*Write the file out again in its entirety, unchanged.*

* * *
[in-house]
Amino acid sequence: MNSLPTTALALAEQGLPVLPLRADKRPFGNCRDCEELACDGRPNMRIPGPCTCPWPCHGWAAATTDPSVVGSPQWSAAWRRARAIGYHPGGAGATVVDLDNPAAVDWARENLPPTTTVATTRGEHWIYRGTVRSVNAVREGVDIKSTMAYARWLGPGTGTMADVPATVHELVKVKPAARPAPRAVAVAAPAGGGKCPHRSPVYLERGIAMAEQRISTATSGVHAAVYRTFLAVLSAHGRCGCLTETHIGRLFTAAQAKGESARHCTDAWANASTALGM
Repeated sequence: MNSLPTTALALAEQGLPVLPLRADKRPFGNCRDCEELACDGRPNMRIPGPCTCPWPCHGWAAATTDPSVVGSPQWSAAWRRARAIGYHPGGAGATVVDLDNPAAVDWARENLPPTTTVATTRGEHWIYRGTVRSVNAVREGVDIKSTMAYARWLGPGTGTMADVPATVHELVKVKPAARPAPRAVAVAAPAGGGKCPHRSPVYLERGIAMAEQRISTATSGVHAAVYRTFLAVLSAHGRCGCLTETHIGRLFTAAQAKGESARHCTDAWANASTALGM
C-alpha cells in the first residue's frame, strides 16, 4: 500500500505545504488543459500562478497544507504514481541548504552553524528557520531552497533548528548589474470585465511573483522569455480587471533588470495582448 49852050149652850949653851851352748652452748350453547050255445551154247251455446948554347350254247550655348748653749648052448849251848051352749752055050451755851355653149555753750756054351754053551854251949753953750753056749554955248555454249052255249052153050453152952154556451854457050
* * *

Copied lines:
[in-house]
Amino acid sequence: MNSLPTTALALAEQGLPVLPLRADKRPFGNCRDCEELACDGRPNMRIPGPCTCPWPCHGWAAATTDPSVVGSPQWSAAWRRARAIGYHPGGAGATVVDLDNPAAVDWARENLPPTTTVATTRGEHWIYRGTVRSVNAVREGVDIKSTMAYARWLGPGTGTMADVPATVHELVKVKPAARPAPRAVAVAAPAGGGKCPHRSPVYLERGIAMAEQRISTATSGVHAAVYRTFLAVLSAHGRCGCLTETHIGRLFTAAQAKGESARHCTDAWANASTALGM
Repeated sequence: MNSLPTTALALAEQGLPVLPLRADKRPFGNCRDCEELACDGRPNMRIPGPCTCPWPCHGWAAATTDPSVVGSPQWSAAWRRARAIGYHPGGAGATVVDLDNPAAVDWARENLPPTTTVATTRGEHWIYRGTVRSVNAVREGVDIKSTMAYARWLGPGTGTMADVPATVHELVKVKPAARPAPRAVAVAAPAGGGKCPHRSPVYLERGIAMAEQRISTATSGVHAAVYRTFLAVLSAHGRCGCLTETHIGRLFTAAQAKGESARHCTDAWANASTALGM
C-alpha cells in the first residue's frame, strides 16, 4: 500500500505545504488543459500562478497544507504514481541548504552553524528557520531552497533548528548589474470585465511573483522569455480587471533588470495582448 49852050149652850949653851851352748652452748350453547050255445551154247251455446948554347350254247550655348748653749648052448849251848051352749752055050451755851355653149555753750756054351754053551854251949753953750753056749554955248555454249052255249052153050453152952154556451854457050